Wednesday, January 31, 2007

NNVC - update

On Monday I suggested that NNVC was ripe for a 10% rally to $1.00. As of Wednesday morning, it's there. Now what? Based on price and volume patterns, and sheer arrogance, I am looking for $1.50 to $2.00 in the weeks ahead.


Monday, January 29, 2007


NNVC, an old favorite of this blog, traded as low as $0.60 at the end of December. We bought this stock at 10 cents, rode it up to $3.75 last March, and have watched it slowly consolidate, retrace, crash, burn, and endure the ultimate indignity, tax loss selling, all while sitting patiently on our remaining shares (yes, I sold some above $3, damn, windfalls happen).

That said, I've been buying again, from $0.80 about a week ago. Why? Price and Volume. A month of firming prices on increasing volume after such a horrendous six month decline suggests at least a counter-trend rally, and at most, a revisit to old highs. Although not the same no-brainer as buying at 10 cents, I like the risk:reward here, looking for a move above $1.00 (10% higher) in the days ahead.


Sunday, January 21, 2007

Dines Annual Forecast Issue

Saturday morning brought the 2007 Annual Forecast Issue of The Dines Letter into my mailbox. Forty-six pages of what Jim Dines considers his most important work of the year. One year ago, in the 2006 Annual Forecast issue, Dines focused on the investment opportunities in Uranium for the coming year.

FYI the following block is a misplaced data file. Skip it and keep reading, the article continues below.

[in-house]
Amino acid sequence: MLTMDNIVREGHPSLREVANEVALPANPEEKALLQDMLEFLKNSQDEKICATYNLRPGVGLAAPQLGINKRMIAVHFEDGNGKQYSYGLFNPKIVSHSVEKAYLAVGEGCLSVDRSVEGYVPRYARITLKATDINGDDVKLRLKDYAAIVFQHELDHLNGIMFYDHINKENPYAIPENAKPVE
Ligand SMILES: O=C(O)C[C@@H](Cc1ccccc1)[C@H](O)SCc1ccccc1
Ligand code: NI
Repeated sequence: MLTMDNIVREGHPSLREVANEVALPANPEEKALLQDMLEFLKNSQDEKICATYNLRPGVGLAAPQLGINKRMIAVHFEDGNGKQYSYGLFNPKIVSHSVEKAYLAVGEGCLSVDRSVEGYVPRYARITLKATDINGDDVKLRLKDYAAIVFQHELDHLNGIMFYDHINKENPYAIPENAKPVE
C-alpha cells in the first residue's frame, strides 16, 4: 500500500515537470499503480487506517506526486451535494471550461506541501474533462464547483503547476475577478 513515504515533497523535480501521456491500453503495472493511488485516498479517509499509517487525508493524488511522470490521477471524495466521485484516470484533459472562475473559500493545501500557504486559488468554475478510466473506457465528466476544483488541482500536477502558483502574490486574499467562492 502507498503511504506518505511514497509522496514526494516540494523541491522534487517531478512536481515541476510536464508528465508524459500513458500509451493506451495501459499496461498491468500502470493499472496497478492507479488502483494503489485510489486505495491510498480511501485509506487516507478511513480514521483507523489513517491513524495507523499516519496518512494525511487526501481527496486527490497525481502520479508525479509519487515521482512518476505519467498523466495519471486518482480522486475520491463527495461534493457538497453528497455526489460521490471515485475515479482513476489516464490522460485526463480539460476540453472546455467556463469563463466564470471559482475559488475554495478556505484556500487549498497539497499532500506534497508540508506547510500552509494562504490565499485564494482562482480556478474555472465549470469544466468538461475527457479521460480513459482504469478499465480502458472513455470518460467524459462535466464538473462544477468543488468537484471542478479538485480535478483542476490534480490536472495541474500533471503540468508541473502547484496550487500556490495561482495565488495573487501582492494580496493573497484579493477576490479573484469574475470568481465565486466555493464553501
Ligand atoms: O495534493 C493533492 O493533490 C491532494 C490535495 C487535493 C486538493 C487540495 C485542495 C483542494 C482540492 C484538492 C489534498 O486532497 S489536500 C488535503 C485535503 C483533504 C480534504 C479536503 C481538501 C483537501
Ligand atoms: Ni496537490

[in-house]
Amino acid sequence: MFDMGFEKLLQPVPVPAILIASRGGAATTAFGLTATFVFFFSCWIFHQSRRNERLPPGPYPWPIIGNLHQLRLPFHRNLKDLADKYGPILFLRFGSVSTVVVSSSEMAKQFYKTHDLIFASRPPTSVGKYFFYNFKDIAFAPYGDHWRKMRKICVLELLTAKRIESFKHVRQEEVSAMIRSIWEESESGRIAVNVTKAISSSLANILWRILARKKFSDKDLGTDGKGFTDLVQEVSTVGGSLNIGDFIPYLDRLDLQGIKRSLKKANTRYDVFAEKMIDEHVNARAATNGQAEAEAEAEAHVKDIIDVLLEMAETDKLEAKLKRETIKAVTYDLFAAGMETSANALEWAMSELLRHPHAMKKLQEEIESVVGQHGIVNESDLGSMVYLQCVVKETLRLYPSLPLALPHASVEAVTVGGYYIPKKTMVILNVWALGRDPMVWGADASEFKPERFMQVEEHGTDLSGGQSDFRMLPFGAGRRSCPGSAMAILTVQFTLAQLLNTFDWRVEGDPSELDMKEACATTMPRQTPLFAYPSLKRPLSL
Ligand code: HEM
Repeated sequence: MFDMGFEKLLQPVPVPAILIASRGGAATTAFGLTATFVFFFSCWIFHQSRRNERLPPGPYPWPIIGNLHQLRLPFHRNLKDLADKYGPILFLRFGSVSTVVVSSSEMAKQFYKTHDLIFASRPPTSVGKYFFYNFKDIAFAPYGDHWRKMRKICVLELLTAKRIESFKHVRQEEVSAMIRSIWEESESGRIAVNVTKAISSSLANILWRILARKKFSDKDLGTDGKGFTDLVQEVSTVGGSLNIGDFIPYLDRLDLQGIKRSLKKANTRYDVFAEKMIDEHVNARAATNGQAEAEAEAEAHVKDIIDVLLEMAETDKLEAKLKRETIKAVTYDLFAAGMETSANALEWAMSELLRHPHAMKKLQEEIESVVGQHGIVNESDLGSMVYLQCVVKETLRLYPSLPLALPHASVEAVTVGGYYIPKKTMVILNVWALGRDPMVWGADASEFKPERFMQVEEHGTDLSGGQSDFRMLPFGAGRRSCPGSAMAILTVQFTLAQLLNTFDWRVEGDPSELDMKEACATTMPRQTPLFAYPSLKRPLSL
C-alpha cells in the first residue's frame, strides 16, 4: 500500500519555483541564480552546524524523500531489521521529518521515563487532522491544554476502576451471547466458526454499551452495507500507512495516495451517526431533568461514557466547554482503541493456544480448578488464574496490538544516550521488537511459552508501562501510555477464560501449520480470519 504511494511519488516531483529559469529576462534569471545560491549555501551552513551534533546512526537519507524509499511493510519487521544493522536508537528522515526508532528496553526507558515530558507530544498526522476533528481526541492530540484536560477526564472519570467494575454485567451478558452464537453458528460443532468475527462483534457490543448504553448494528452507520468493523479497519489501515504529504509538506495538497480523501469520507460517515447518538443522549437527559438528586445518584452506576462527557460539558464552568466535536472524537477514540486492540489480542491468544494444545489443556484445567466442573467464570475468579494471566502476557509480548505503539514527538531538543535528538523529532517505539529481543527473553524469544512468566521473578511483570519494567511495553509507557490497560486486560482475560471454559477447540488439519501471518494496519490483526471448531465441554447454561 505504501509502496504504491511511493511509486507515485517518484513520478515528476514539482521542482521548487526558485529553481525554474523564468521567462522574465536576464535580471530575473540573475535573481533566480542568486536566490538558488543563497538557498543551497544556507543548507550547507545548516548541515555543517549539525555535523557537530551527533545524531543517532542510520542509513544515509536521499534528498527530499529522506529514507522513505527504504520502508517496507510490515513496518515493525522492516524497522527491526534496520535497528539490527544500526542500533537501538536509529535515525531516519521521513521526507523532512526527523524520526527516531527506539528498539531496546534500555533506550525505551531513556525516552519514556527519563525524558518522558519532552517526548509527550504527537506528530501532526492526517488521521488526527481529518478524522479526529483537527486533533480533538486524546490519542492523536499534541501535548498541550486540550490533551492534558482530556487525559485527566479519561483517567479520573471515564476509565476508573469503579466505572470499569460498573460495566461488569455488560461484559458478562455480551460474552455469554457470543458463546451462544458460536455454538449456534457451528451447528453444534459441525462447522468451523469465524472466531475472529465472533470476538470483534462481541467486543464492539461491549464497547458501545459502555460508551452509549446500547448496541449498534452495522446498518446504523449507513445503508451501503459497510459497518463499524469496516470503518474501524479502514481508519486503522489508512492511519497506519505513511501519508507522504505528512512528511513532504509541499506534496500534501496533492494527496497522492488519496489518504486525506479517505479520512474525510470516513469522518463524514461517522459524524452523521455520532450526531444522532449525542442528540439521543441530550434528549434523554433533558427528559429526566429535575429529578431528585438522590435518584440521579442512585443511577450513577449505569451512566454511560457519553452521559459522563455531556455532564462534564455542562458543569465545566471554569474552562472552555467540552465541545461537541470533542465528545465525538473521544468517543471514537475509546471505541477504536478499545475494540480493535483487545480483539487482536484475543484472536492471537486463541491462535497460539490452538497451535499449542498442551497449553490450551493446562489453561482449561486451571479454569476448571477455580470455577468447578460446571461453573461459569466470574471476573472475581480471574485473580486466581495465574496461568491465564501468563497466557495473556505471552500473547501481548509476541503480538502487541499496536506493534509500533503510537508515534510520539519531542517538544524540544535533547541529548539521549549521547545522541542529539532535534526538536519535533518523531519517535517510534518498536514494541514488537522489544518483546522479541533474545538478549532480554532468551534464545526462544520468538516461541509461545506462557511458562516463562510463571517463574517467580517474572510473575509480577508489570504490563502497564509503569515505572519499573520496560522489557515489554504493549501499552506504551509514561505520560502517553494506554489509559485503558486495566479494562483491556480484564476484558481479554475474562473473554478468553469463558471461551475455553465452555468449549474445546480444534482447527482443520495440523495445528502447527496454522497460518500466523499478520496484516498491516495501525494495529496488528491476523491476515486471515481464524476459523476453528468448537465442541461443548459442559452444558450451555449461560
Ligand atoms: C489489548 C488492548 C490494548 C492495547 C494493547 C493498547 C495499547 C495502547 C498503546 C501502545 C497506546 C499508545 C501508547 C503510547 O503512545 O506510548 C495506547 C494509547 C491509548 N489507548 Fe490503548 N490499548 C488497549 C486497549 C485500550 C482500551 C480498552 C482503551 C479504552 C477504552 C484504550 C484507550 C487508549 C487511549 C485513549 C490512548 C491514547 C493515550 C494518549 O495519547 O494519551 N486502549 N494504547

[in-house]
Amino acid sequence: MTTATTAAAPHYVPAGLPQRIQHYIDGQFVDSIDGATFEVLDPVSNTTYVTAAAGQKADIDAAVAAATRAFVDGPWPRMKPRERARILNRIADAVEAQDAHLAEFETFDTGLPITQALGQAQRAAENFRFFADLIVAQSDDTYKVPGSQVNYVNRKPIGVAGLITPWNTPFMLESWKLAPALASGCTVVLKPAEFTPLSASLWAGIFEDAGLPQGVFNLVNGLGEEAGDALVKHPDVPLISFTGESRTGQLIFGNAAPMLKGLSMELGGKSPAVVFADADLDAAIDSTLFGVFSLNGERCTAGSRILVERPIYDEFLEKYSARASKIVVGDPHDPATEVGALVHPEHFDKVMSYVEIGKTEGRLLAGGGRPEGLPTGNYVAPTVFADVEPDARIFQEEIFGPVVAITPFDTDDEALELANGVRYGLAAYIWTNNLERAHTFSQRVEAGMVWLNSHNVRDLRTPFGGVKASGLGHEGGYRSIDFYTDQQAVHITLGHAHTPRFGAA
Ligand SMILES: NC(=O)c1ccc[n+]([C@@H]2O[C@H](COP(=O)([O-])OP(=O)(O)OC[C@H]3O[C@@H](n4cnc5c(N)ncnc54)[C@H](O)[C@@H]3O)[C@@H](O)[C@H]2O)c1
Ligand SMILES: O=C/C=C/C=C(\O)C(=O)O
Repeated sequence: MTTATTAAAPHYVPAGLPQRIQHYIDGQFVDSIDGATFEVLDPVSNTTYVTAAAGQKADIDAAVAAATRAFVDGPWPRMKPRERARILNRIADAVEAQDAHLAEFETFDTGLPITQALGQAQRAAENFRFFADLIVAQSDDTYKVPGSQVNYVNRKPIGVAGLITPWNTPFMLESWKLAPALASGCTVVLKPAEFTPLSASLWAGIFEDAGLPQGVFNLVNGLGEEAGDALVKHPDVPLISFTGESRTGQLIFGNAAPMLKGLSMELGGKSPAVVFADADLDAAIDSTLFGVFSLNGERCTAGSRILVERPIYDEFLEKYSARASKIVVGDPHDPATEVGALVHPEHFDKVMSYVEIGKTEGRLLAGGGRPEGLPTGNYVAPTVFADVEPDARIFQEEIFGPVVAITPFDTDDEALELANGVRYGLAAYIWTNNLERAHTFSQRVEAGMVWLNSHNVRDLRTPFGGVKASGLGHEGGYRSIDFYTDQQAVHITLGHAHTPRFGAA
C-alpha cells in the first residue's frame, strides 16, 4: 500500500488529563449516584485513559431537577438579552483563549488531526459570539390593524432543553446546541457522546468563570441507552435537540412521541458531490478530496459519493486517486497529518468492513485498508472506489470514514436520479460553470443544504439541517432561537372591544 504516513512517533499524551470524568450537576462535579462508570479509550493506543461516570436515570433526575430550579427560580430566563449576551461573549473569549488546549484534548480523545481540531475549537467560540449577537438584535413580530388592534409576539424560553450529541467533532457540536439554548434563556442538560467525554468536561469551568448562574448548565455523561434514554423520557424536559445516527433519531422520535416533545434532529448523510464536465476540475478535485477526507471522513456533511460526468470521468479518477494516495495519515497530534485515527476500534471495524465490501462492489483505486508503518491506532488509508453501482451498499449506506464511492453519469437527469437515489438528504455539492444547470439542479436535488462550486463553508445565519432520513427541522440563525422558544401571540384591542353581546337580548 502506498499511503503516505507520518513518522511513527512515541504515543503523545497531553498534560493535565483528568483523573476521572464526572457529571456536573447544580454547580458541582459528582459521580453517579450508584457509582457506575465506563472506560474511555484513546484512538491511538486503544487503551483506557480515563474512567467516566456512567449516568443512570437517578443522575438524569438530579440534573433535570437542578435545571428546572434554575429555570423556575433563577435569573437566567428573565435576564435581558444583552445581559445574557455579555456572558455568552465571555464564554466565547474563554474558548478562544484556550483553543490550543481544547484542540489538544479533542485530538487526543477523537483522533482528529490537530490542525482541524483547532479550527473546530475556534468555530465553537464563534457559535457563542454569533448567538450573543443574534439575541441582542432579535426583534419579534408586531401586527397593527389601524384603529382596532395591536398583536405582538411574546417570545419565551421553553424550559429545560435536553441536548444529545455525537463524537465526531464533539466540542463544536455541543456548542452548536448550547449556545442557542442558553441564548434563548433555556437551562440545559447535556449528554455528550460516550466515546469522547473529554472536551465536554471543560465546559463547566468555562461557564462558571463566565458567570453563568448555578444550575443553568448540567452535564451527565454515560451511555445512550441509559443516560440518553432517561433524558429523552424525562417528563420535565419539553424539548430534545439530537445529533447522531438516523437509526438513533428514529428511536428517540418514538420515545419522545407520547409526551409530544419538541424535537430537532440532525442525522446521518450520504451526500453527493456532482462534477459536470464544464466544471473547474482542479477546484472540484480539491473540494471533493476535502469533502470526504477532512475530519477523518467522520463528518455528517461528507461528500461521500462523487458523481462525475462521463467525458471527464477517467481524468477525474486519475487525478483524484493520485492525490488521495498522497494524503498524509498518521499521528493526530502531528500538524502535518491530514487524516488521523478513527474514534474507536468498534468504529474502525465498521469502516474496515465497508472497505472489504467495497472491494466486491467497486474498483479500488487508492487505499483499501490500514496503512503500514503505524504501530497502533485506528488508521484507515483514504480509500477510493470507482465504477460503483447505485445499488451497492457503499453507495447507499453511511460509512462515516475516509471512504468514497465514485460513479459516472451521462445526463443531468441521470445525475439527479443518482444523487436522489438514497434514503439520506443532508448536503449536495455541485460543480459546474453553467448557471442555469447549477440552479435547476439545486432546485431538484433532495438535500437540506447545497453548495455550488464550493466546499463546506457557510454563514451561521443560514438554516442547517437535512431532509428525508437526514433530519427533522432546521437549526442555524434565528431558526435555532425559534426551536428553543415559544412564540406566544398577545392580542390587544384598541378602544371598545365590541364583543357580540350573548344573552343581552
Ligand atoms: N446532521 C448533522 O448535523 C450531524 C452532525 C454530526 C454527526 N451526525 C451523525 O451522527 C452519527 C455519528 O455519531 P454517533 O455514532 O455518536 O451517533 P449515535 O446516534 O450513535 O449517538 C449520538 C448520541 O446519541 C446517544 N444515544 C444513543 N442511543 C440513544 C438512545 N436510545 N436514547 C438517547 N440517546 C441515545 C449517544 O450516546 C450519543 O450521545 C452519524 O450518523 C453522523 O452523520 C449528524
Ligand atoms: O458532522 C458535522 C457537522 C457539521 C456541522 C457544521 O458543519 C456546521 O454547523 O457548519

Performance of some of his Uranium picks from the 2006 issue are impressive:

Pinetree Capital +300%
Fronteer Development +233%
Paladin Resources +260%
Mega Uranium +330%
Denison Mines +121%

So, with that as an introduction, what says Dines for 2007?

Some sub-headers from the 2007 issue:

The Four Greatest Investment Opportunities;
The Coming Energy Crisis;
The Coming End of the Age of Petroleum;
The Coming Uranium Buying Panic;
How High Might Uranium Prices Go?
How To Know When To Sell Your Uraniums;

Those headers come from the first 11 pages of the 2007 Annual Forecast Issue. I think you get the idea. As for Dines' picks for 2007, he asks that subscribers not give them away. So I won't, but suffice it to say, not a lot has changed since his appearance on The Nightly Business Report which I linked in a previous blog and in which he made some specific recommendations.